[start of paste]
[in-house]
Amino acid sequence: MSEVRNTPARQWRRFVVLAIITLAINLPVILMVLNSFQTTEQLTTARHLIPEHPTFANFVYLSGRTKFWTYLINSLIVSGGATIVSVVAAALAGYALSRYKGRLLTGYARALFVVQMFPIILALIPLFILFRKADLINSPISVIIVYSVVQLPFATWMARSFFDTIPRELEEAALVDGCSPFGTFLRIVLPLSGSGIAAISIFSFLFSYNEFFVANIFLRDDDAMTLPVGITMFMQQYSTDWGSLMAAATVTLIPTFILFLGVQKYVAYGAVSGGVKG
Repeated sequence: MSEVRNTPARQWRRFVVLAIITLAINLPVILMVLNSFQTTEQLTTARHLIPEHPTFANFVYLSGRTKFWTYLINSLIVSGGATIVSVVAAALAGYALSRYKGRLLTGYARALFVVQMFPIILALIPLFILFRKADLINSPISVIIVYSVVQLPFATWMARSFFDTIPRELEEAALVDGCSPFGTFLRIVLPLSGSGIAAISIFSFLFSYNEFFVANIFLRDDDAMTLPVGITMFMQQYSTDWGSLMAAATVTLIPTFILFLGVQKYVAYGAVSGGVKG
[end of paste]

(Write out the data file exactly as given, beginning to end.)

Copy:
[in-house]
Amino acid sequence: MSEVRNTPARQWRRFVVLAIITLAINLPVILMVLNSFQTTEQLTTARHLIPEHPTFANFVYLSGRTKFWTYLINSLIVSGGATIVSVVAAALAGYALSRYKGRLLTGYARALFVVQMFPIILALIPLFILFRKADLINSPISVIIVYSVVQLPFATWMARSFFDTIPRELEEAALVDGCSPFGTFLRIVLPLSGSGIAAISIFSFLFSYNEFFVANIFLRDDDAMTLPVGITMFMQQYSTDWGSLMAAATVTLIPTFILFLGVQKYVAYGAVSGGVKG
Repeated sequence: MSEVRNTPARQWRRFVVLAIITLAINLPVILMVLNSFQTTEQLTTARHLIPEHPTFANFVYLSGRTKFWTYLINSLIVSGGATIVSVVAAALAGYALSRYKGRLLTGYARALFVVQMFPIILALIPLFILFRKADLINSPISVIIVYSVVQLPFATWMARSFFDTIPRELEEAALVDGCSPFGTFLRIVLPLSGSGIAAISIFSFLFSYNEFFVANIFLRDDDAMTLPVGITMFMQQYSTDWGSLMAAATVTLIPTFILFLGVQKYVAYGAVSGGVKG